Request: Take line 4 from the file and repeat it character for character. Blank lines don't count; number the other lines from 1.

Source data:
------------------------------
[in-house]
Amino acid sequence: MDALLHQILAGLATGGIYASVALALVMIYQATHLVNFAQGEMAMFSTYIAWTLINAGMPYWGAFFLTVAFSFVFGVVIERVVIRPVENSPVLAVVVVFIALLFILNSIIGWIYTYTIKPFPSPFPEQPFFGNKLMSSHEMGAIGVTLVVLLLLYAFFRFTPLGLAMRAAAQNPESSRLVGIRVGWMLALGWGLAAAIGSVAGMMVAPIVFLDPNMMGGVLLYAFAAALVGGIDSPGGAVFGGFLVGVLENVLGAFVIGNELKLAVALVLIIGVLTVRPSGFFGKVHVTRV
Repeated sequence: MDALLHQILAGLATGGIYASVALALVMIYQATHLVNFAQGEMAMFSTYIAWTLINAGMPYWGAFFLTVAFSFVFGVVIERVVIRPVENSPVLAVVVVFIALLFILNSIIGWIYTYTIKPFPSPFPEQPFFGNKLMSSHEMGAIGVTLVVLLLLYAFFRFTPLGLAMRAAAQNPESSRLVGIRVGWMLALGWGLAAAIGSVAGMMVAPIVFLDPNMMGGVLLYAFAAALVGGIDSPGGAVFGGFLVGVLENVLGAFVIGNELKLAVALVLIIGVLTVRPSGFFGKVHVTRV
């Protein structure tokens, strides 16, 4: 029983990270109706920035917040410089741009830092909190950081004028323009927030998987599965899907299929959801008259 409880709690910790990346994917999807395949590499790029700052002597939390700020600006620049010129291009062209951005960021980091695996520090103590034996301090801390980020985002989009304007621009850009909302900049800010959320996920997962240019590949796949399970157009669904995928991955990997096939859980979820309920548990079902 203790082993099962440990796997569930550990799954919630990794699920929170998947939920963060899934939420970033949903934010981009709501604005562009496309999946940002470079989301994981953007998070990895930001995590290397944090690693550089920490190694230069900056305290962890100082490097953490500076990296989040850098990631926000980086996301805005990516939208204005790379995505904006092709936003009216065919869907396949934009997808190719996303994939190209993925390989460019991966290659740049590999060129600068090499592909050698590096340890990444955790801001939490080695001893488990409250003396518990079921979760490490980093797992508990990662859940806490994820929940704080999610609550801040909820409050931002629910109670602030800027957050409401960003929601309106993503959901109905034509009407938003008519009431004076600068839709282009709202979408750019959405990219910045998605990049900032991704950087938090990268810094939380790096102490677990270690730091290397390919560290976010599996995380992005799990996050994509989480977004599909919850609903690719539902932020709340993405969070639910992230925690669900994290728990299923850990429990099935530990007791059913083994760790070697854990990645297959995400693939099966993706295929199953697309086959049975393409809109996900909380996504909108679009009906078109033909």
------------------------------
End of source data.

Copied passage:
């Protein structure tokens, strides 16, 4: 029983990270109706920035917040410089741009830092909190950081004028323009927030998987599965899907299929959801008259 409880709690910790990346994917999807395949590499790029700052002597939390700020600006620049010129291009062209951005960021980091695996520090103590034996301090801390980020985002989009304007621009850009909302900049800010959320996920997962240019590949796949399970157009669904995928991955990997096939859980979820309920548990079902 203790082993099962440990796997569930550990799954919630990794699920929170998947939920963060899934939420970033949903934010981009709501604005562009496309999946940002470079989301994981953007998070990895930001995590290397944090690693550089920490190694230069900056305290962890100082490097953490500076990296989040850098990631926000980086996301805005990516939208204005790379995505904006092709936003009216065919869907396949934009997808190719996303994939190209993925390989460019991966290659740049590999060129600068090499592909050698590096340890990444955790801001939490080695001893488990409250003396518990079921979760490490980093797992508990990662859940806490994820929940704080999610609550801040909820409050931002629910109670602030800027957050409401960003929601309106993503959901109905034509009407938003008519009431004076600068839709282009709202979408750019959405990219910045998605990049900032991704950087938090990268810094939380790096102490677990270690730091290397390919560290976010599996995380992005799990996050994509989480977004599909919850609903690719539902932020709340993405969070639910992230925690669900994290728990299923850990429990099935530990007791059913083994760790070697854990990645297959995400693939099966993706295929199953697309086959049975393409809109996900909380996504909108679009009906078109033909």